• Due to the carbon dioxide supply system described so far, efficient use of the carbon dioxide produced as a byproduct can be achieved. Note that it will also be possible to construct a combined gas supply system capable of supplying carbon dioxide as an industrial gas via a carbon dioxide supply facility to different supply destinations.
  • EXAMPLES
  • The present invention will be described below in further detail using Examples.
    However, the present invention is not limited to these Examples.
  • (Example 1)
  • In Example 1, comparison test of the concentration of methane concentrated by mixers of 3 different kinds of absorption systems was carried out by using the methane separation apparatus of a one stage separation system shown in FIG. 1.
    FIG. 5 is a comparison chart of concentrations of the concentrated methane obtained by conducting methane separation from the absorbing liquid that absorbed carbon dioxide using mixers of 3 different absorption systems. The longitudinal axis indicates the concentration of concentrated CH4 (%) that is separated. The transverse axis indicates the required membrane area (m2/(N1/min)), which is the surface area of a permeable membrane per unit flow rate of a biogas to be treated. More specifically, the required membrane area is defined by the following equation: Required membrane area = (surface area of permeable membrane installed in membrane module) [m2] / (biogas treatment flow rate) [N1/min], and the lower value of required membrane area means higher performance of the absorbing liquid absorbing carbon dioxide, in other words, higher methane separation performance.
    The 3 absorption systems refer to the absorption systems of biogas into the absorbing liquid by the mixers and they are a system formed only of a packed bubble column (shown with a symbol • and an alternate long and two short dashes line and a symbol ○ and an alternate long and short dash line), a system where an ejector and a packed bubble column are arranged in series (shown with a symbol 0 and a solid line), and a system formed only of an ejector (shown with a symbol □ and a dashed line). The solid line, the dashed line, and the alternate long and short dash line show the results obtained at a DEA flow rate of 1.5 (L/min) and the alternate long and two short dashed line shows the results obtained at a DEA flow rate of 2.5 (L/min). The results indicate that the mixers with different carbon dioxide absorption methods will require different membrane module areas for obtaining a product with the same methane concentration.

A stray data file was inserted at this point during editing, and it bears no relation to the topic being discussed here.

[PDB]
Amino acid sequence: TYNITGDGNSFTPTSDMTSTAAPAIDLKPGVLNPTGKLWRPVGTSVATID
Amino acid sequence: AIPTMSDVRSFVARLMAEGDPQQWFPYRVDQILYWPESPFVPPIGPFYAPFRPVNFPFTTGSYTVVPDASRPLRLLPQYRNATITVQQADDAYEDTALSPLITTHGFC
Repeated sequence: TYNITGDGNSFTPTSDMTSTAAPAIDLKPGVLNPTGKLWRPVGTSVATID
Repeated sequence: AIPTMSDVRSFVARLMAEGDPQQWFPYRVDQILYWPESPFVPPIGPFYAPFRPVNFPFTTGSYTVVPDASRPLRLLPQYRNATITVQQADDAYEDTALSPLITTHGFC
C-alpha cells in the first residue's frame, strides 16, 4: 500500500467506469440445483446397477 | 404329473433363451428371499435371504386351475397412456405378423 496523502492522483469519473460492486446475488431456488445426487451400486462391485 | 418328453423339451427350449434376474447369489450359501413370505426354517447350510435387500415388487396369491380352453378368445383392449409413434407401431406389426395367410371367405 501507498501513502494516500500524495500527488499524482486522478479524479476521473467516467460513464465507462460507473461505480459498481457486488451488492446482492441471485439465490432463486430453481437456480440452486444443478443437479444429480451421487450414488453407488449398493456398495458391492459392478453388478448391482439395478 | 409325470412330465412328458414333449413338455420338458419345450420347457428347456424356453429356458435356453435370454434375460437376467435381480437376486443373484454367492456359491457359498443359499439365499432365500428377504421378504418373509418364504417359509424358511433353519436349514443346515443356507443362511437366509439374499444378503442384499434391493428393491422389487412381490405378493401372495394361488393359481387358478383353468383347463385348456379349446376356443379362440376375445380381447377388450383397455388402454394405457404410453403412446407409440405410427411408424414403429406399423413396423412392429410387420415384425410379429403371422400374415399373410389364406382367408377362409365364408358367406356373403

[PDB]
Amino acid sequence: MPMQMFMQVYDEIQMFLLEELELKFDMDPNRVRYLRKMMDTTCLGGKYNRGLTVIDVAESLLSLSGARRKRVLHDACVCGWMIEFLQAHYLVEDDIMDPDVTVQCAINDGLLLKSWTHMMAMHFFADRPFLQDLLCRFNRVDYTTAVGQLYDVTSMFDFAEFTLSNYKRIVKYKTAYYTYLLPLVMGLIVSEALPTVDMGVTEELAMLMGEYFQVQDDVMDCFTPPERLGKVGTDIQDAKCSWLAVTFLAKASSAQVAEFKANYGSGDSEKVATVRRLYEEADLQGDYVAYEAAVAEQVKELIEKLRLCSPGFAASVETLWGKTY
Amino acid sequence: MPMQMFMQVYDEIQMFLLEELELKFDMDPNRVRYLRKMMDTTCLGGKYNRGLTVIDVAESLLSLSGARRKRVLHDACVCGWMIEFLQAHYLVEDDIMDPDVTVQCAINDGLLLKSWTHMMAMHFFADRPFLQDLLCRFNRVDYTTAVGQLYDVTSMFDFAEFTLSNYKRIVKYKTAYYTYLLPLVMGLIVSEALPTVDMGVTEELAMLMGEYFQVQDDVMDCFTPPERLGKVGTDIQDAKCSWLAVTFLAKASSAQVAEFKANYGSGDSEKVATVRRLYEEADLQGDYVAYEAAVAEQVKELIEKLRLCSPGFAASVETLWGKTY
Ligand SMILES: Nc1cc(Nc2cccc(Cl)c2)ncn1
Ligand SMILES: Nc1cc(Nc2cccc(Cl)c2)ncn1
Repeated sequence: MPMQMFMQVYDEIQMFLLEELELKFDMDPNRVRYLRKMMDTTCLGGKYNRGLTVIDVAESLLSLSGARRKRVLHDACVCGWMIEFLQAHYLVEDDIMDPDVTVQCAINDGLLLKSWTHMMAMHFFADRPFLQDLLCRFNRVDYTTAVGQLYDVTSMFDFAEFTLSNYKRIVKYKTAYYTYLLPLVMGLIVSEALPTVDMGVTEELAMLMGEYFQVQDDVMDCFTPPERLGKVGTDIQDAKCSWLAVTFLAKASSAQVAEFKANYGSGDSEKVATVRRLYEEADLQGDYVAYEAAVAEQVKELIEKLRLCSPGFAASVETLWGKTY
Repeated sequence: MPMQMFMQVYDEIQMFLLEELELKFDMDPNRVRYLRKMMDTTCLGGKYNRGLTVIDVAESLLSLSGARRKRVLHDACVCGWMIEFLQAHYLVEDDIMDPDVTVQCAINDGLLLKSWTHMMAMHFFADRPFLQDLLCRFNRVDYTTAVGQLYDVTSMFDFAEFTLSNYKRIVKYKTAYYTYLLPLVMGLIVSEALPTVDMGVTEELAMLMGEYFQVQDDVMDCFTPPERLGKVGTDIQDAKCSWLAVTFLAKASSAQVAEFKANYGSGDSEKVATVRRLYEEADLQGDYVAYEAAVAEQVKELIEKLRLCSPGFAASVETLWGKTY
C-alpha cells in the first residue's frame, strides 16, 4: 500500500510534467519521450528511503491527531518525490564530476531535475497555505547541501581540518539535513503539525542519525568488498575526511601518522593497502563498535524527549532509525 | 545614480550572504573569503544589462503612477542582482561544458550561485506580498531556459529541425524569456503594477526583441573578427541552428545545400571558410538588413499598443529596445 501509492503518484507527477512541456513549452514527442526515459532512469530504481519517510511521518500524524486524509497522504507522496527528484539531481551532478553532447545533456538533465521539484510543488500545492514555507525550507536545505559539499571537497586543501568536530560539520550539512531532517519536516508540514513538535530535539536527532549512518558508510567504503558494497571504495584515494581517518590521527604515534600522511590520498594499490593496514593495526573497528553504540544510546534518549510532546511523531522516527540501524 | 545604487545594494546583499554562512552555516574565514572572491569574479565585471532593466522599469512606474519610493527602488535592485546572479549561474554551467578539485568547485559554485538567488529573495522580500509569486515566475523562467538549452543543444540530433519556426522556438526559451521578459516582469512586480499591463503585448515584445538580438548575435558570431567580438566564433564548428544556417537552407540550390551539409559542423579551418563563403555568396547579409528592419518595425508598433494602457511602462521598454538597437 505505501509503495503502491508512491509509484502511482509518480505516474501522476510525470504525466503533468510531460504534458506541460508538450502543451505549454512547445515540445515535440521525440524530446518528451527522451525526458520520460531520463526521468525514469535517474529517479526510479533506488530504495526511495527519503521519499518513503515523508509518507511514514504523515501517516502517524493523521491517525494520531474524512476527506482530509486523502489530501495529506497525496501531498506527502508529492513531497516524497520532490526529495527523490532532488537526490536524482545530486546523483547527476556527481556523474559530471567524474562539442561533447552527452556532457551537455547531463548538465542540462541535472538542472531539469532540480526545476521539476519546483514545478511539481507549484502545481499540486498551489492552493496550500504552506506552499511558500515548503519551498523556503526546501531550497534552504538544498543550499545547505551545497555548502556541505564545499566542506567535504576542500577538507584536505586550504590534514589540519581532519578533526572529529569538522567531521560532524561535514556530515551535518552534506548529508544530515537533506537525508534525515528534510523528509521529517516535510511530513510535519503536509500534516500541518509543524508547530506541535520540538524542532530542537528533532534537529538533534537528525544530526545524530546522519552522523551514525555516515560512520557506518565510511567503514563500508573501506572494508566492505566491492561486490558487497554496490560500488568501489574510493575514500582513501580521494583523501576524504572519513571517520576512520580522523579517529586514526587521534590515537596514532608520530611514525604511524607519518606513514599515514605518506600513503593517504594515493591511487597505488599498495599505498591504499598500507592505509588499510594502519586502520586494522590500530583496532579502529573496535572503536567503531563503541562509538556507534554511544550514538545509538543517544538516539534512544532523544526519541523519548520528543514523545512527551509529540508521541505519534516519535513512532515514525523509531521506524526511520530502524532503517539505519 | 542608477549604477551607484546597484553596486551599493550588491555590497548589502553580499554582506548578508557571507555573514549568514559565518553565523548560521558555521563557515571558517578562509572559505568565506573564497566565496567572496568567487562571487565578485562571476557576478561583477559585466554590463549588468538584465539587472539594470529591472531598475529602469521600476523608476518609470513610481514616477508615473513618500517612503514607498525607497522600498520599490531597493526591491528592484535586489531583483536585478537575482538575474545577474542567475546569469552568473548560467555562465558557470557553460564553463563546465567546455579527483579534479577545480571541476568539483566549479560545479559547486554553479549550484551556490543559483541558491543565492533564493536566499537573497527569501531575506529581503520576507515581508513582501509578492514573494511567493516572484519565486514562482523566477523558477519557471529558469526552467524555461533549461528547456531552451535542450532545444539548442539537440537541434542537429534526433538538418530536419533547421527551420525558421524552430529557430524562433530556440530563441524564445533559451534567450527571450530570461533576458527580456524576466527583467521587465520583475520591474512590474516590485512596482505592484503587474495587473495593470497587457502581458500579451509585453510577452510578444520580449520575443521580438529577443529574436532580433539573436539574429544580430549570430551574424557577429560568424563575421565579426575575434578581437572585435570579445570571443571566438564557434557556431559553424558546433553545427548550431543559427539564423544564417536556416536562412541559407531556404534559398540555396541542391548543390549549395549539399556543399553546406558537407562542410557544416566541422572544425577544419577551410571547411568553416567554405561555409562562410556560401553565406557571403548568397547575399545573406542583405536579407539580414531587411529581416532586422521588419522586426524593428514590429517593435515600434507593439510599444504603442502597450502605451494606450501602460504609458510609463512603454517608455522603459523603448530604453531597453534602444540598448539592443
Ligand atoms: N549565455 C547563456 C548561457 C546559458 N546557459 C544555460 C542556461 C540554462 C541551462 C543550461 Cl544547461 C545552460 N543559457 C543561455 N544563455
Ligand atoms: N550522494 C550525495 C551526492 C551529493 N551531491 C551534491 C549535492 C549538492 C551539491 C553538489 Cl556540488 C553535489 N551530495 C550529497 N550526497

• As is apparent from FIG. 5, the system where the ejector and the packed bubble column are arranged in series (shown with the symbol 0 and the solid line) will result in the absorbing liquid with the highest carbon dioxide absorption performance, and thus methane can be recovered at a high purity and a high recovery rate by the gas/liquid separator situated in the wake side. However, the apparatus will be large in size and the apparatus price will be high when this system is employed, and thus the advantage of employing the system will be reduced. In addition, although it appears the stand alone packed bubble column (shown with the symbol • and the alternate long and two short dashes line) and the stand alone ejector (shown with the symbol □ and the dashed line) will result in almost the same extent of carbon dioxide absorption performance, it could be judged that the stand alone ejector is superior for the following reasons.
    It is apparent that the system employing the stand alone packed bubble column cannot achieve the required methane concentration unless the amount of absorbing liquid supplied is raised up to 1.5 fold or more than that of the system employing the stand alone ejector. That is, the results of the stand alone packed bubble column shown with the alternate long and two short dashes line (•) are obtained at a DEA flow rate of 2.5 (L/min) whereas the results of the stand alone ejector shown with the dashed line (□) are obtained at a DEA flow rate of 1.5 (L/min). Therefore, carbon dioxide absorption performance is higher and the methane separation can be carried out at a higher efficiency with the system employing the stand alone ejector than the system employing the stand alone packed bubble column. Since the production of gas-liquid mixed phase can be achieved naturally due to the hydrodynamic effects with the stand alone ejector, it could be judged that it is even more effective also for the reason of power cost reduction. Therefore, the methane separation apparatus can be provided that is also excellent in terms of cost reduction since the system with the stand alone ejector does not require a large scale packed bubble column.
    Note that highly pure methane was not obtained with the stand alone packed bubble column (shown with the symbol ○ and the alternate long and short dash line) where the DEA flow rate was 1.5 (L/min). In addition, this graph can be used for calculating the apparatus outlines (that is, a permeable membrane area required for the membrane module) as long as the specifications of methane separation apparatus (for example, flow rate of the biogas to be treated, concentrations of the contained impurities, flow rate and concentration of the recovered methane, and the like) are determined.
  • (Examples 2 to 5)
  • In Examples 2 to 5, separation and purification of methane were carried out using the methane separation apparatus of a one stage separation system shown in FIG. 1.
    Tables 1 to 4 show details of the respective conditions, in which Examples 2 to 5 were conducted.
  • [Table 1]
    Biogas treatment flow rate Nl/min 0.67 Degree of vacuum kPaG -90.2